Yes, we all know it don’t we – hairdressers have been greatly missed by their clients! Even those clients lucky enough to have had a fresh colour on the day before ‘Lockdown’ will, by now, be complaining about their roots. Across the Globe, girlfriends on Zoom, Facetime and Google Hangouts are bemoaning the state of their hair and longing for the day they can get back to a salon.
This is great news to salons as they reopen or are planning to reopen in the near future, but it also begs the question how best to sell services and advise clients, who, whilst desperate to get their hair ‘done,’ may also have lots of concerns and fears.
With this in mind, Fuse talks to Lucy Hicks, TIGI UK Field Educator and Renee Valerie, TIGI US Technical Creative Director to put together a few ideas to help you with your Colour Consultation, from booking that first appointment to using the right language to communicate with your clients.
“I think at this time each individual salon needs to evaluate what is best for them under the new guidelines,” advises Renee Valerie. “What we are seeing as US states and certain countries are ‘opening up’, is that there are many different aspects needing to be put into practice and followed.”
“Know what you’re going to ask!” says Lucy Hicks, “And educate your team in the importance of correct communication and procedures.”
First of all, if your receptionist is answering the phone they need to have received training so they can ask some clear questions and give necessary information, for example:
Ideally at this point the receptionist asks the colourist to talk to the client, but it may be the colourist is too busy, in which case a ‘call-back’ is important and perhaps, a virtual consultation.
“I personally like the concept of a virtual consultation prior to the client’s visit, as I am able to get a better idea of the timing needed for the client’s appointment” says Renee. “But remember, doing this virtually will not eliminate the entire need for an in-salon consultation. There is only so much you can see virtually and an in-person consultation will allow you to be able to feel things such as texture, porosity and elasticity, which are key to performing a colour service. And, of course, you need to preform an allergy alert test (another factor to help protect the client.)”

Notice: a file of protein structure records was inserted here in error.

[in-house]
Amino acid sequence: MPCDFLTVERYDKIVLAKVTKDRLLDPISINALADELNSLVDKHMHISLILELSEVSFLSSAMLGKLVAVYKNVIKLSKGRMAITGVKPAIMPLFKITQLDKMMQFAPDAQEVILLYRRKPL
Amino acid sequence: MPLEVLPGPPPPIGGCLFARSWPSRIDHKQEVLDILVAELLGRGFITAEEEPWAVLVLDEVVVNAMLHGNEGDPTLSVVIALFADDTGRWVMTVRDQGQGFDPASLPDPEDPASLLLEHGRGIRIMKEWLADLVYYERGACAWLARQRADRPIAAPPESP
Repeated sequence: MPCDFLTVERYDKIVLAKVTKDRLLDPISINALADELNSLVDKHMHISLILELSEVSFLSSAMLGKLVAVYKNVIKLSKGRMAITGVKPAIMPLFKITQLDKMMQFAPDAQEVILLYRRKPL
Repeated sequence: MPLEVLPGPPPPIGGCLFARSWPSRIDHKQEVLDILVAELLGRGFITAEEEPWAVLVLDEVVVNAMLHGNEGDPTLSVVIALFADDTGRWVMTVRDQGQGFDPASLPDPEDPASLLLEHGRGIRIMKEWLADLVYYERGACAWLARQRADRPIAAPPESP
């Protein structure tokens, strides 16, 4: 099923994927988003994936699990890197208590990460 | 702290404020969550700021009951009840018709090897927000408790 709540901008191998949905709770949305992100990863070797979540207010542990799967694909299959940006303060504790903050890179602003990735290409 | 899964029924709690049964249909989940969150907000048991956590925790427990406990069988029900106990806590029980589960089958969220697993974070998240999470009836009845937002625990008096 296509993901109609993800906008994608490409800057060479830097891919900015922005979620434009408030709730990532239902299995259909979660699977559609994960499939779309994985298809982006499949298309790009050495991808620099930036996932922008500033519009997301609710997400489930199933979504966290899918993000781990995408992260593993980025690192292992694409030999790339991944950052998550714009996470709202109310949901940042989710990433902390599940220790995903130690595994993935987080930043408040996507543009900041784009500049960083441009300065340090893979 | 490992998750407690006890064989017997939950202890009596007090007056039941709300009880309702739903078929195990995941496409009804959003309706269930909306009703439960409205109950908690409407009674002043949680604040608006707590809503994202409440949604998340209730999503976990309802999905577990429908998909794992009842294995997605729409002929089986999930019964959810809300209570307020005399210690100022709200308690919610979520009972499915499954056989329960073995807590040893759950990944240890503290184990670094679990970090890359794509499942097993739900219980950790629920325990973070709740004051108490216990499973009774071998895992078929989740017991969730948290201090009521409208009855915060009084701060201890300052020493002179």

“If the client has coloured their own hair, you need to gauge what service they may require and they need to be informed that the cost may be different from their usual colour service, and that the appointment time may be longer than usual” says Lucy Hicks. “If possible, the price should also be agreed during this consultation so the client knows what to expect when she attends her appointment and it gives a better opportunity to evaluate what the client is thinking and feeling about returning to the salon.”
“If the client has coloured their own hair, you need to gauge what service they may require and they need to be informed that the cost may be different from their usual colour service, and that the appointment time may be longer than usual.”
“Although I don’t recommend it, I do believe it’s important not to be judgmental if your client has proceeded with his or her own colour service,” says Renee. “I don’t think any hairstylist should feel threatened or afraid of losing clients to home colouring services as there is so much more we offer from our professional in-salon experiences and our ability to customise the specifics of the colouring service. Remember we have a lot more knowledge and education of the chemicals being used as well as creativity.”
Communication is key!
“If a client has attempted colouring their hair at home and it’s created a less than desirable result, it’s going to require more than just a ‘touch-up’ appointment to rectify the situation! Explaining the added cost of this and the extra time needed prior to the appointment will help set your client up for what needs to be done” says Lucy.
“It really is a case by case situation” says Renee. “If a client has only used a semi-permanent on their hair, it may be a simple service to get them back to their colour, but if stronger chemicals have been used then it may become a much more lengthy appointment and they need to know the reasons for this!”
“There’s also the fact there are new health and safety procedures that must be followed and this is certainly adding time to every appointment, so this needs to be explained to every client whether or not they’re having colour or need colour correction” adds Lucy.
“This is where having clear communication procedures are vital” says Renee. “A phone call prior to their booking or performing a virtual consultation can help set you up for success. Also your client must firstly visit for a patch test and this will allow you to see in person the state of their hair as well as allowing them to see the new salon arrangements.”
“It’s important to charge accordingly for your time and expertise. If it’s taking more time or more product then I do encourage salons to increase the service charge, but this must be very carefully explained to every client as not all may appreciate the reasons!” says Renee.
“Colour testing/patch testing is always recommended. On top of being an extremely important way to protect the health and safety of your client and to help protect your client from an allergic reaction” says Lucy.
Renee adds: “It’s an ideal opportunity to have your client come in for a consultation prior to their actual appointment. This way you are able to perform an allergy alert test and a full consultation which will help determine the appropriate amount of time needed for their service, book their appointment and explain what the costs will be.”
Even patch testing will need to be booked, as you will only be allowed a certain number of people within your salon at any one time.